Obtaining extensive knowledge about human intestinal microbiota and assessing its impact on health requires a standardisation of the metagenomic* methods used. As part of a vast international project, researchers from INRA and the CEA1 have revealed the major impact of DNA extraction on the evaluation of the microbial composition of human stool samples. They propose an optimised protocol as part of a series of standardised procedures for processing samples, from their collection to the bioinformatic analysis of the data. Highly efficient, transferable and automatable, this protocol will contribute to the production of quality data which permits robust comparisons to be made. Their results are published in the 02 October 2017 edition of Nature Biotechnology.

Scanning electron microscope image of a sample of human faeces, showing the abundance and diversity of the bacterial population.. © Thierry MEYLHEUC - Inra, MEYLHEUC Thierry
Antibiotics affect the efficacy of immunotherapy

A study published in the journal Science by a research team from Gustave Roussy, INSERM, INRA, AP-HP, IHU Méditerranée Infections* and Paris-Sud University shows that prescribed antibiotics impair the efficacy of immunotherapy in cancer patients. It is important to consider that more than 20% of patients living with cancer receive antibiotics. The authors explored patients’ gut microbiota composition by metagenomic analysis and demonstrated that the bacterium Akkermansia muciniphila was associated with a better clinical response to anti-PD-1 antibody immunotherapy. Moreover, oral administration of this bacterium to mice with an unfavorable microbiota restored the anti-tumor activity of the immunotherapy. This paper is published online by the journal Science on Thursday, 2 November 2017.

Spodoptera frugiperda caterpillar © Marie FRAYSSINET
Scientists decode the genome of Fall Armyworm: a moth pest that is invading Africa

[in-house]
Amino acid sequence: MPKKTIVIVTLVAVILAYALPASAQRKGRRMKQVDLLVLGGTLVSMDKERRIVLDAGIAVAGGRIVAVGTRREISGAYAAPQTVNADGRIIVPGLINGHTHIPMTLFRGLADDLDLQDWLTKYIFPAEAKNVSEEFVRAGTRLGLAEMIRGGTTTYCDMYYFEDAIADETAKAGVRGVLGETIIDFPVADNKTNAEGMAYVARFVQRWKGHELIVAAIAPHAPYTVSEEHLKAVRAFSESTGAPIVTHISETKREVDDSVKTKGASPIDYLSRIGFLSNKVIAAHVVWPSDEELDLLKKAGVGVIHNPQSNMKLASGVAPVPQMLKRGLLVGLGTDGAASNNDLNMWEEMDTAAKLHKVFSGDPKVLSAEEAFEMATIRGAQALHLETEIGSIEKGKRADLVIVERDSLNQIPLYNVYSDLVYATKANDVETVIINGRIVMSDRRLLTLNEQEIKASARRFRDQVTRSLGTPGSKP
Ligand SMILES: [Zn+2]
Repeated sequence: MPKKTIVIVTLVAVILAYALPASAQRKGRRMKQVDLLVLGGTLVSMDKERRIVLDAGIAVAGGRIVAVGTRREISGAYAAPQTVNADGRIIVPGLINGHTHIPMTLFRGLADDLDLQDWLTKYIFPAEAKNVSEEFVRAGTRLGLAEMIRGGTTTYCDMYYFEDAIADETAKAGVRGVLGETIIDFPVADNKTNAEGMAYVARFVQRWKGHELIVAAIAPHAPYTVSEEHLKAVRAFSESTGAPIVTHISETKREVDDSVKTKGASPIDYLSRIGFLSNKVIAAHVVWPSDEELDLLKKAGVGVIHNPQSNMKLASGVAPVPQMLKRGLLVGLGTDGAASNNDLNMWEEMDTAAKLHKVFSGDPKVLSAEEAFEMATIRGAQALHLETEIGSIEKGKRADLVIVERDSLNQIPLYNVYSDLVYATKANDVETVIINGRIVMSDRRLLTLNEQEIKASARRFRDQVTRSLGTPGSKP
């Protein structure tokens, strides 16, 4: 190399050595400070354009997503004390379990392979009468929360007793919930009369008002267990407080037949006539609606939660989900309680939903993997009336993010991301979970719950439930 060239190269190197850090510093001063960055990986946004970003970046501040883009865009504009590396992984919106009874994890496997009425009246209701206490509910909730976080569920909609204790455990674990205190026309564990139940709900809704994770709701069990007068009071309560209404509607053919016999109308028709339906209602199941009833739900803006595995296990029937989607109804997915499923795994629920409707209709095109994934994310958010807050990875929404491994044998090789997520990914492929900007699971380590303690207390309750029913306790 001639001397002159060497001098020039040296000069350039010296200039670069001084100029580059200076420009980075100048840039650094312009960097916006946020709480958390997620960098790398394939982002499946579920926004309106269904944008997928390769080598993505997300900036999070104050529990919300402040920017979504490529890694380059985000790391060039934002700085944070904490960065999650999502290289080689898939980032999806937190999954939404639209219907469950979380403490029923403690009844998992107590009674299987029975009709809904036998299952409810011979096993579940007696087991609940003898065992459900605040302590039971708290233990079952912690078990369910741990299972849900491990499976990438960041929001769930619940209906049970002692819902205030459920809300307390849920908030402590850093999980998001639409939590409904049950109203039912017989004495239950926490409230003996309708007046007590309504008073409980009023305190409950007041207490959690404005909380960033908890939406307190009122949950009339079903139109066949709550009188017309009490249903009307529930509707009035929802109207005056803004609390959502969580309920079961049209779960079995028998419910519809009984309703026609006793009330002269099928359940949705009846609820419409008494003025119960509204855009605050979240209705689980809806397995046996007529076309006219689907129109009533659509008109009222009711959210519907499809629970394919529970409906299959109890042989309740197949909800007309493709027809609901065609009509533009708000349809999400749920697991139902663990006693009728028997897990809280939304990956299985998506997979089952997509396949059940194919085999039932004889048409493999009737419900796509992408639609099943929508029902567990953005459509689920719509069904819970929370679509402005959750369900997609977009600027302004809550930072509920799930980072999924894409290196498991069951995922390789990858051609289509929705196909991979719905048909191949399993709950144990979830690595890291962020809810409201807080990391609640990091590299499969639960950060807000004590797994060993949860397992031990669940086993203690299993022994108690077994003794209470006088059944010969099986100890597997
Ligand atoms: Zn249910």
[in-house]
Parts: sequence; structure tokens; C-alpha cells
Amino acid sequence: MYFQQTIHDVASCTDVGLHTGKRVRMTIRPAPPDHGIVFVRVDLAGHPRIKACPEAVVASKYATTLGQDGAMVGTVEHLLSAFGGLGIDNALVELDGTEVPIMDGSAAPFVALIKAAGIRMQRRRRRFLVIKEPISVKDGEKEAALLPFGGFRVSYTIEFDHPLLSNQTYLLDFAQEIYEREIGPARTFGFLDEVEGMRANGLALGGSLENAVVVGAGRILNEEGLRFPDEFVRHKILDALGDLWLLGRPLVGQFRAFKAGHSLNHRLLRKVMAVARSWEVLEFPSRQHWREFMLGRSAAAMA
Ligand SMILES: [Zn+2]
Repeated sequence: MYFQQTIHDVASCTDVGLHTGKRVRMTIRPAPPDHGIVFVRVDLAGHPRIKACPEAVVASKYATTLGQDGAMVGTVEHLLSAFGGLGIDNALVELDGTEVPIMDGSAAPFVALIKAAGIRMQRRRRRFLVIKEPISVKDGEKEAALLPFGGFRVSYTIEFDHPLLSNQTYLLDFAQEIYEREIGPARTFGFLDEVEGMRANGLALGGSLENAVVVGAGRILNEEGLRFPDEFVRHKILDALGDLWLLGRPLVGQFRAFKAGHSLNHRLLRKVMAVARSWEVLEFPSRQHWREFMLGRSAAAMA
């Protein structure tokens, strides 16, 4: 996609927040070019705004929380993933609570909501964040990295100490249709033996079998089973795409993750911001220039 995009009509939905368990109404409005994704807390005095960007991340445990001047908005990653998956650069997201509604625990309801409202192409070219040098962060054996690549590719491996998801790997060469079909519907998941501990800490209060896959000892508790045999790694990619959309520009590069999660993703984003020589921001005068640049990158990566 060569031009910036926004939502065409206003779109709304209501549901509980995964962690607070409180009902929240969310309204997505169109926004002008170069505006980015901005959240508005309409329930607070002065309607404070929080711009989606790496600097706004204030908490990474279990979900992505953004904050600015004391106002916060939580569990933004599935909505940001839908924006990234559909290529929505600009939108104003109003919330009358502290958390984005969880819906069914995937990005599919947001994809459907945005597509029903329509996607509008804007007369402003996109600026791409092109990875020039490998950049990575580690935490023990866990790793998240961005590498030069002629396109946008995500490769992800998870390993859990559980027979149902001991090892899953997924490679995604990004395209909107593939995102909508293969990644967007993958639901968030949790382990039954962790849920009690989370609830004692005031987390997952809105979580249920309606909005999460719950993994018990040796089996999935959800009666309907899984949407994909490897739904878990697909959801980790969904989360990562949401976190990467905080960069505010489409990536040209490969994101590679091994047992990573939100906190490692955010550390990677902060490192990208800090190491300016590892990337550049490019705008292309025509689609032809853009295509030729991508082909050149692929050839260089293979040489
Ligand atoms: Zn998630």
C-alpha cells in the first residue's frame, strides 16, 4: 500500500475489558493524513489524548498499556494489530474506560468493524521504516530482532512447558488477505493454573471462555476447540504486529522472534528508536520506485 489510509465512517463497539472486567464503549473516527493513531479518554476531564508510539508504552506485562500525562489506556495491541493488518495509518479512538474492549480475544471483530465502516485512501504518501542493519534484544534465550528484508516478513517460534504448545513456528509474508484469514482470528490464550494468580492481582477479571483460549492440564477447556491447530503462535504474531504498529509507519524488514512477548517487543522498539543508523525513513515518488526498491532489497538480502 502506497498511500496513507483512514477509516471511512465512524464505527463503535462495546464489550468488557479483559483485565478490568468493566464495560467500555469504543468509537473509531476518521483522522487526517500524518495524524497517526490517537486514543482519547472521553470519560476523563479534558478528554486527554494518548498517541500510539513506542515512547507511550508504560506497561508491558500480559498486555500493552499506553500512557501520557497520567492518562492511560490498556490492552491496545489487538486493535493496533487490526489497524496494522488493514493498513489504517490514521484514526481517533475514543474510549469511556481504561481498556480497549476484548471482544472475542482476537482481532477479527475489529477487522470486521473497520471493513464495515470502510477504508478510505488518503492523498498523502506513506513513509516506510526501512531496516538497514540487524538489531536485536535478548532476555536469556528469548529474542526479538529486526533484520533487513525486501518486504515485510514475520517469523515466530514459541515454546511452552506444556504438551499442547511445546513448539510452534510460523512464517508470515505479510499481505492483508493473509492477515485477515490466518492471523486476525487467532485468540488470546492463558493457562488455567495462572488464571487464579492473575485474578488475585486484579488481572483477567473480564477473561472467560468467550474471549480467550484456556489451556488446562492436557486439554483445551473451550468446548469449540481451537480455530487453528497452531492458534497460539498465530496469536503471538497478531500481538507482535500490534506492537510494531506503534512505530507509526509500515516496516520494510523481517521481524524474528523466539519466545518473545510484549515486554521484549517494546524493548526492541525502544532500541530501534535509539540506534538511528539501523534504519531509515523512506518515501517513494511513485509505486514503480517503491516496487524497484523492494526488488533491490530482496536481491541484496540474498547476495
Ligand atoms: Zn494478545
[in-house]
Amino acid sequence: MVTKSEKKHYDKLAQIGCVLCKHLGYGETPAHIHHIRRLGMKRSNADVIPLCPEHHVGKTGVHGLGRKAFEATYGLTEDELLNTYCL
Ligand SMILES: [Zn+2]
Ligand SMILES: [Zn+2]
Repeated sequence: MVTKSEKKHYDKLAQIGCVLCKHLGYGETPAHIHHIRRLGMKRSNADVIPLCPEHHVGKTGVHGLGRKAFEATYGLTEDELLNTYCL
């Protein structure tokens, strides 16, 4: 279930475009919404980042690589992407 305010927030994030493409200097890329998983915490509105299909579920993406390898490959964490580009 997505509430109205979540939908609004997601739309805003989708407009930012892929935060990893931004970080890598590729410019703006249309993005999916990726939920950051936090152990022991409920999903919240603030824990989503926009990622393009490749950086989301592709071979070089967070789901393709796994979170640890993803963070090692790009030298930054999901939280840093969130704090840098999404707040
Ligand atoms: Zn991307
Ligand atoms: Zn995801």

As part of an international consortium, INRA researchers, in partnership with the CEA and INRIA1, have sequenced one of the first genomes of a moth from the superfamily Noctuoidea: Spodoptera frugiperda, or armyworm. This crop pest – until now only known on the American continent – has become invasive in Africa since 2016. Published in Scientific Reports on 25 September 2017, this study opens up perspectives for new methods of biological control and a better understanding of the mechanisms involved in the appearance of pesticide resistance.

Technology platforms
The cheese hall of Aurillac of the Mixed Cheese Research Unit is a rather unique place because of its technological equipment that allows the pilot scale implementation of most cheese technologies. © Inra, Christophe CHASSARD
The Aurillac cheese facility, an experimental unit that is unique in Europe

With its technological systems adapted to all types of cheese production and benefiting from level 2 containment, the Aurillac cheese facility can offer a broad range of equipment and services for industry, such as challenge tests in model cheeses to evaluate the efficiency of bioprotection ferments or the development of new cheese products.

Just published
Cover of the book
Poultry Quality Evaluation

Poultry Quality Evaluation: Quality Attributes and Consumer Values provides a new reference source that covers these aspects with the same scientific authority as texts on traditional poultry meat quality values.

13-15 Nov 2017 - European Conference on Xylella fastidiosa
Palma de Mallorca (Spain)
20 Nov 2017 - The 12th INRA Awards ceremony
21-24 Nov 2017 - EcotoxicoMic 2017 - First International Conference on Microbial Ecotoxicology
Lyon (France)
29 Nov - 01 Dec 2017 - Biopolymers 2017 - Key Ingredients for the Food Transition
Nantes (France)
Executive Director: Philippe Mauguin
Chief Editor: Odile Whitechurch
Editorial Staff: Anne Frinault, Patricia Le Crenn, Jacques Le Rouzic, Anne Perraut
Publishing secretary: Nadine Brault
The newsletter for industry is produced by INRA, Partnership Transfer Innovation Directorate (DPTI).